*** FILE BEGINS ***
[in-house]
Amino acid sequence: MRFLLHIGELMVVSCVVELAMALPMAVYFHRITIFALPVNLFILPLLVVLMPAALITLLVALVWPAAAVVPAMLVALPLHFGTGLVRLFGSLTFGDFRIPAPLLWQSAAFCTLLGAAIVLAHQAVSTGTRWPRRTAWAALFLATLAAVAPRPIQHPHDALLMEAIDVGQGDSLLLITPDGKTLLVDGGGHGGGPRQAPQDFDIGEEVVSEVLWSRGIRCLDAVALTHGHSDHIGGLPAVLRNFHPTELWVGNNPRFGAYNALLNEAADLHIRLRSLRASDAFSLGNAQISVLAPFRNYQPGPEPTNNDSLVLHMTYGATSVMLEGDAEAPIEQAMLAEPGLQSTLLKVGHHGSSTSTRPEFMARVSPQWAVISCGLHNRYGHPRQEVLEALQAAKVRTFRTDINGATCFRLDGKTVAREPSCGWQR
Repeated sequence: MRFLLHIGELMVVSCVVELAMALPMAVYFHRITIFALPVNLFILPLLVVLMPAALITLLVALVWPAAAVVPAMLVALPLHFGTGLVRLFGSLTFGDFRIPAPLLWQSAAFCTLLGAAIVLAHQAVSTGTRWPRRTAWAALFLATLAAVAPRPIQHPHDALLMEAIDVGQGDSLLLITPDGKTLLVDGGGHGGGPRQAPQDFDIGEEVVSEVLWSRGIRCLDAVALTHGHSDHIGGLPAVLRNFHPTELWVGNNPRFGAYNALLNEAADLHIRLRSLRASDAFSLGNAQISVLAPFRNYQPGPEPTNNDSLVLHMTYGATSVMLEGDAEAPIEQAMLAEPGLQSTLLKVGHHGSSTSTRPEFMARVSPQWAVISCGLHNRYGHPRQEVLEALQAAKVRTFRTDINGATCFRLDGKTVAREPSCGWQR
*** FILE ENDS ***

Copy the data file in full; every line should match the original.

[in-house]
Amino acid sequence: MRFLLHIGELMVVSCVVELAMALPMAVYFHRITIFALPVNLFILPLLVVLMPAALITLLVALVWPAAAVVPAMLVALPLHFGTGLVRLFGSLTFGDFRIPAPLLWQSAAFCTLLGAAIVLAHQAVSTGTRWPRRTAWAALFLATLAAVAPRPIQHPHDALLMEAIDVGQGDSLLLITPDGKTLLVDGGGHGGGPRQAPQDFDIGEEVVSEVLWSRGIRCLDAVALTHGHSDHIGGLPAVLRNFHPTELWVGNNPRFGAYNALLNEAADLHIRLRSLRASDAFSLGNAQISVLAPFRNYQPGPEPTNNDSLVLHMTYGATSVMLEGDAEAPIEQAMLAEPGLQSTLLKVGHHGSSTSTRPEFMARVSPQWAVISCGLHNRYGHPRQEVLEALQAAKVRTFRTDINGATCFRLDGKTVAREPSCGWQR
Repeated sequence: MRFLLHIGELMVVSCVVELAMALPMAVYFHRITIFALPVNLFILPLLVVLMPAALITLLVALVWPAAAVVPAMLVALPLHFGTGLVRLFGSLTFGDFRIPAPLLWQSAAFCTLLGAAIVLAHQAVSTGTRWPRRTAWAALFLATLAAVAPRPIQHPHDALLMEAIDVGQGDSLLLITPDGKTLLVDGGGHGGGPRQAPQDFDIGEEVVSEVLWSRGIRCLDAVALTHGHSDHIGGLPAVLRNFHPTELWVGNNPRFGAYNALLNEAADLHIRLRSLRASDAFSLGNAQISVLAPFRNYQPGPEPTNNDSLVLHMTYGATSVMLEGDAEAPIEQAMLAEPGLQSTLLKVGHHGSSTSTRPEFMARVSPQWAVISCGLHNRYGHPRQEVLEALQAAKVRTFRTDINGATCFRLDGKTVAREPSCGWQR